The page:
To Lend or Not To Lend

Over the last decade many fintechs have contemplated this very question, with some choosing to lend, some choosing not to, and yet many others ending up in the undiscovered country from whose bourn no traveler returns as a result of doing lending badly.

When dealing with such existential questions, a simple framework can be of great use, so let’s examine one here, with some real-life examples of each instance where it makes sense or not to embark upon a lending journey.

In the simplest of terms, the economic equation from lending can be described as follows:

Π = NPV(Y) – X  where

Π = Profit from lending

NPV = Net Present Value of future cash flows at the firm’s cost of capital

Y = ( [Interest + Fee Income] – [Interest + Fee Expense] – OpExCost – Losses)

Χ = Customer Acquisition Cost (CAC)

So in simple terms, a firm can expect positive economic profits from lending if it is able to charge its customers interest and fees that exceed all its expenses which include cost of funding, operational expenses, losses from credit and fraud exposure, and customer acquisition costs including all marketing expenses.

Now, it is very important to keep in mind that this equation exists in the context of a very competitive market, and in striving to generate a positive profit from lending, a firm will be competing with others that are trying to do the very same thing. Much like the story in which two campers come across a bear outside their tent, the key to survival is being able to run faster than their fellow camper even if one cannot outrun the bear. 

In other words, to embark upon lending successfully one needs to have a competitive advantage in ideally all (being able to outrun the bear), or at the very least one (being able to outrun the other camper) of the key areas outlined in the equation above.

We can now look at some real-life examples from each of the categories.

Traditional players like banks have a clear competitive advantage when it comes to cost of capital given their vast branch networks where they hoover up deposits at close to zero marginal funding cost. A tech enabled fintech may have an advantage when it comes to operational cost given state of the art infrastructure that automates many manual processes. Players like Capital One used vast databases and superior analytics to keep their losses low relative to their interest income, in other words data mining pockets where the risk reward equation was superior. Yet other players may have found superior customer acquisition tools by virtue of a unique partnerships or value propositions to their customers.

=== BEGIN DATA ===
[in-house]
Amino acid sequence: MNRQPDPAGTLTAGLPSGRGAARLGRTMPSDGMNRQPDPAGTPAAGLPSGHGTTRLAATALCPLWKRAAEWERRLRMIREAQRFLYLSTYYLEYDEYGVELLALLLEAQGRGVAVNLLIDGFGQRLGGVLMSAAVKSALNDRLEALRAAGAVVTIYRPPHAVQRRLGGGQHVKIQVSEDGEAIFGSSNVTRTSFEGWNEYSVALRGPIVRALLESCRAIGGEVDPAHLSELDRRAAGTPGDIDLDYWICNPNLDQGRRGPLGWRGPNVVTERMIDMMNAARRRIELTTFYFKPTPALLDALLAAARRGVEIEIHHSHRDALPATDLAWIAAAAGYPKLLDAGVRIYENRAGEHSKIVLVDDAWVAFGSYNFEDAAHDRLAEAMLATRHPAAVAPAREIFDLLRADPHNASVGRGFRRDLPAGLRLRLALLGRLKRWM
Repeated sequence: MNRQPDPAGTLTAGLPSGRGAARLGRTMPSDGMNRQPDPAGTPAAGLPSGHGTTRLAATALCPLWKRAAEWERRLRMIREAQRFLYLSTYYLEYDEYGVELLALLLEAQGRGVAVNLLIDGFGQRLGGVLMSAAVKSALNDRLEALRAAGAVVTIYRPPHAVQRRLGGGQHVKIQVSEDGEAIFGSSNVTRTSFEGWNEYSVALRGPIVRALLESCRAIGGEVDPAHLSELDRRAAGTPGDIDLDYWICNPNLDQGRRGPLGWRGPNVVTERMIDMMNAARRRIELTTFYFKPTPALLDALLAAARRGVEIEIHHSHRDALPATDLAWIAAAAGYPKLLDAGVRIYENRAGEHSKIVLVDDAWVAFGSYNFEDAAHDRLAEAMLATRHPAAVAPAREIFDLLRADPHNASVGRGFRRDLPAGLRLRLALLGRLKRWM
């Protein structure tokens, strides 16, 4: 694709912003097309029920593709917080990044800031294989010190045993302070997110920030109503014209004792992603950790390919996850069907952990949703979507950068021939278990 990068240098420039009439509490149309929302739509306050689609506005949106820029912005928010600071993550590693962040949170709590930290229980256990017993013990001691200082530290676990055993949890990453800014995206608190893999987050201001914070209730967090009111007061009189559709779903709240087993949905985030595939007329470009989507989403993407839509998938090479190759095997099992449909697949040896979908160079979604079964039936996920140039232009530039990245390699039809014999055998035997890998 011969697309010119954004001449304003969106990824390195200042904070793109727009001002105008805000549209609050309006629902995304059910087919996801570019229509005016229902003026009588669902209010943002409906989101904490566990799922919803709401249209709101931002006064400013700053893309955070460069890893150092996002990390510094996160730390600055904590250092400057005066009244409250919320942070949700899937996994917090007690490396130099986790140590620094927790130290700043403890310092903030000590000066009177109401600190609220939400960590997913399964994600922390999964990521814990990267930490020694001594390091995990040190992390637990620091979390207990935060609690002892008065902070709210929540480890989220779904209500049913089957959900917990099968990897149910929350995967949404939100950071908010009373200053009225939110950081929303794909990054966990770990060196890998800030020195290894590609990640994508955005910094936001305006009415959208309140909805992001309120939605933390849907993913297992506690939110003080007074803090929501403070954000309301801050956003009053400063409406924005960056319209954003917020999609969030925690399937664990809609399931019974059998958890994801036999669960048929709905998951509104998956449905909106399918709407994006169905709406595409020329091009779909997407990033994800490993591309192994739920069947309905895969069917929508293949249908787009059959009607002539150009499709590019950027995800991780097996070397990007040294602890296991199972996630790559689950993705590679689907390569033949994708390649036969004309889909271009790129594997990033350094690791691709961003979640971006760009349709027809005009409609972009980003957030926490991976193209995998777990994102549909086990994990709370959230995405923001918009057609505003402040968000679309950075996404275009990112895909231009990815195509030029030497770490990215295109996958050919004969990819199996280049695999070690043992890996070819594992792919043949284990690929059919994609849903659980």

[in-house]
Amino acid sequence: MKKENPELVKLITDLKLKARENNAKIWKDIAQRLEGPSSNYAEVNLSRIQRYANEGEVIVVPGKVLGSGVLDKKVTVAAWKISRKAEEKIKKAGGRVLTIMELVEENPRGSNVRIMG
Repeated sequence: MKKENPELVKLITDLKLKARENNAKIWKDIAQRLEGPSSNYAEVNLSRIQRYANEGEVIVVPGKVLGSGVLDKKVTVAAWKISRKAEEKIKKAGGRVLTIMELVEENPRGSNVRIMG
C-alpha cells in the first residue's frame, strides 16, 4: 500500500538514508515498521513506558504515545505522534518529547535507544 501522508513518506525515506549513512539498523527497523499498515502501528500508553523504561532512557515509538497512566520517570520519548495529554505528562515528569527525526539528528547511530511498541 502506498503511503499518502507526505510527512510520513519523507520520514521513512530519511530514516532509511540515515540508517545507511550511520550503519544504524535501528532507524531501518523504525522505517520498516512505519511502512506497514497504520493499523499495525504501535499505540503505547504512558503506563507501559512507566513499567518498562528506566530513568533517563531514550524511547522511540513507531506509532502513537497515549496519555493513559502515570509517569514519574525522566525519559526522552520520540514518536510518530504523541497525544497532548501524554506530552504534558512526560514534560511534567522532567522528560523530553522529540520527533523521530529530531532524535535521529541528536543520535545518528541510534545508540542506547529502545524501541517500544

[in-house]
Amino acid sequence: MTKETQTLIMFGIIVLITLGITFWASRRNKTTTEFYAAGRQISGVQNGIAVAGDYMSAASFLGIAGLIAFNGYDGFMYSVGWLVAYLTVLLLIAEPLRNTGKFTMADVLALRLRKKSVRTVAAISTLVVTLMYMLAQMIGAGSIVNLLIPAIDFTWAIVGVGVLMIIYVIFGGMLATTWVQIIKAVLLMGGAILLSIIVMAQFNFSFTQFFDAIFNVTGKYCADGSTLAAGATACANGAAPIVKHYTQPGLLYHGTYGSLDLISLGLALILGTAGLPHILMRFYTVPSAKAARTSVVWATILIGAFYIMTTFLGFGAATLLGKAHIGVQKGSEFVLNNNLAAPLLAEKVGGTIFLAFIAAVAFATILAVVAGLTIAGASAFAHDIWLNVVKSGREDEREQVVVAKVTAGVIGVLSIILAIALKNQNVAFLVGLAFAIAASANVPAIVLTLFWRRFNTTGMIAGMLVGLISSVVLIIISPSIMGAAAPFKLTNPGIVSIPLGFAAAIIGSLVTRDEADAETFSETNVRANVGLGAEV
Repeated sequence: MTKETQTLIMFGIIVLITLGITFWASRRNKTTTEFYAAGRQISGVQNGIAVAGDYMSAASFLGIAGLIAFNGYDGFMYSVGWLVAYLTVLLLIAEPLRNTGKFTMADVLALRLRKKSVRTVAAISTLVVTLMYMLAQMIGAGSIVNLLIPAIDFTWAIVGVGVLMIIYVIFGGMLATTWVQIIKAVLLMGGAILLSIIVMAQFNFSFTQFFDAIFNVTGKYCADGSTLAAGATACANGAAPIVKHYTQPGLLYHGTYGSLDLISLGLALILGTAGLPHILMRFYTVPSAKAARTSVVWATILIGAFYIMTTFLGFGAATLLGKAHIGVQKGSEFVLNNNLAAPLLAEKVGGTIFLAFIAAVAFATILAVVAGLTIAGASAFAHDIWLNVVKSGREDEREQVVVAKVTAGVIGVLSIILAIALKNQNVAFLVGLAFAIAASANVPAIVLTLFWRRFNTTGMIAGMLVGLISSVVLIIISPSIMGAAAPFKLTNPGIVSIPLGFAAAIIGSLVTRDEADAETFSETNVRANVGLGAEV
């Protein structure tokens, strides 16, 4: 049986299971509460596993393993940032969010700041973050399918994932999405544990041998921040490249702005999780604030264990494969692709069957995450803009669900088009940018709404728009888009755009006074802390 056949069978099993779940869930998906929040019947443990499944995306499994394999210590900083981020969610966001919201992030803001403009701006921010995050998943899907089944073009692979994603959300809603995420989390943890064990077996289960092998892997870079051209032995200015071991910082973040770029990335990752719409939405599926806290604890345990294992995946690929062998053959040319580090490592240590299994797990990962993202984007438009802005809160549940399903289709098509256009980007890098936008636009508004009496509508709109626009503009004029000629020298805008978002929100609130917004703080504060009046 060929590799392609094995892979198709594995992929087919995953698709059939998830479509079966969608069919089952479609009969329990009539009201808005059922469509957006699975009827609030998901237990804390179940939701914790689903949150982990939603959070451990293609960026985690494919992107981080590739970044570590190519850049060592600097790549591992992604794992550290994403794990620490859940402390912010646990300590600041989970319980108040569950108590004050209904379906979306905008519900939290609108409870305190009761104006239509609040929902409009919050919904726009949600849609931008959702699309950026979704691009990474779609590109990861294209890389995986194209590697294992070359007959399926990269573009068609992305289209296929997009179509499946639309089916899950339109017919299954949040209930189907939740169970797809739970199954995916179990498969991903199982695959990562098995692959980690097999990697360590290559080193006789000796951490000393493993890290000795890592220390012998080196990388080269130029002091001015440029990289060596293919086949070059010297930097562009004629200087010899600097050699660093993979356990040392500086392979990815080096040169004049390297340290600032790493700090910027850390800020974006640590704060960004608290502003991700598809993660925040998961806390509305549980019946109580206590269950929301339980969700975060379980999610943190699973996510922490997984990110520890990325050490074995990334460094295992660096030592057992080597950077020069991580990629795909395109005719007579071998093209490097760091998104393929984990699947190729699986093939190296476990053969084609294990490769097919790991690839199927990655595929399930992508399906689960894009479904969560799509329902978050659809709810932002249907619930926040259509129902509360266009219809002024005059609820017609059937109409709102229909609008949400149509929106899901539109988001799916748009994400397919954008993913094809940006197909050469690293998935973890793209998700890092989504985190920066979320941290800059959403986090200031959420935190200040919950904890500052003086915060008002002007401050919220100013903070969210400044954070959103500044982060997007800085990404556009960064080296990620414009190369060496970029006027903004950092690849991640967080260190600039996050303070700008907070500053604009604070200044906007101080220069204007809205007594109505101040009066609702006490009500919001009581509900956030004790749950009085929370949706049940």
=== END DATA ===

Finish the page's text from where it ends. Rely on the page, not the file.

Interestingly, while having a competitive advantage in some of these areas is a prerequisite for not being eaten by the proverbial bear, it does not mean that going down the path of lending is the best decision for that particular firm. Playing in just one aspect of the value chain may in fact provide a higher return on equity than lending which is capital intensive.

It is hard to run faster than a bear

Let’s take the prior example of a fintech company that has the infrastructure that enables it to originate and service loans at a lower operational cost compared to anybody else. It may in fact be more profitable for that company to outsource its origination and servicing technology to other players, thus being an infrastructure provider vs an actual lender itself. QED’s portfolio company Amount is a great example of this very case.

Another example would be a company that has a clear advantage in customer acquisition costs. Rather than using this to become a lender, the company could become a loan originator or broker, and originate loans for lots of other lenders. Again, from CreditKarma to Capitalise, there are many examples in the QED portfolio of companies that have adapted this approach.

So, to summarize, founders that are thinking about taking their company down the path of lending first need to ask themselves if they have a competitive advantage in any of the key areas needed for success. If the answer is affirmative, then the next question is to determine if the company is better off selling its unique skills to the broader market, or becoming a lender itself. The answer to this question is to a great extent determined by how tradable those skills are: licensing tech infrastructure, or a loan originator selling leads to a lender is relatively easy. On the other hand for Capital One to transfer the complex analytical framework it has developed over the years is somewhat harder and likewise it is hard for a big banks to “sell” their cheap cost of funding (though they can monetize their advantage in other ways, by for example becoming a wholesale funder of other smaller lenders).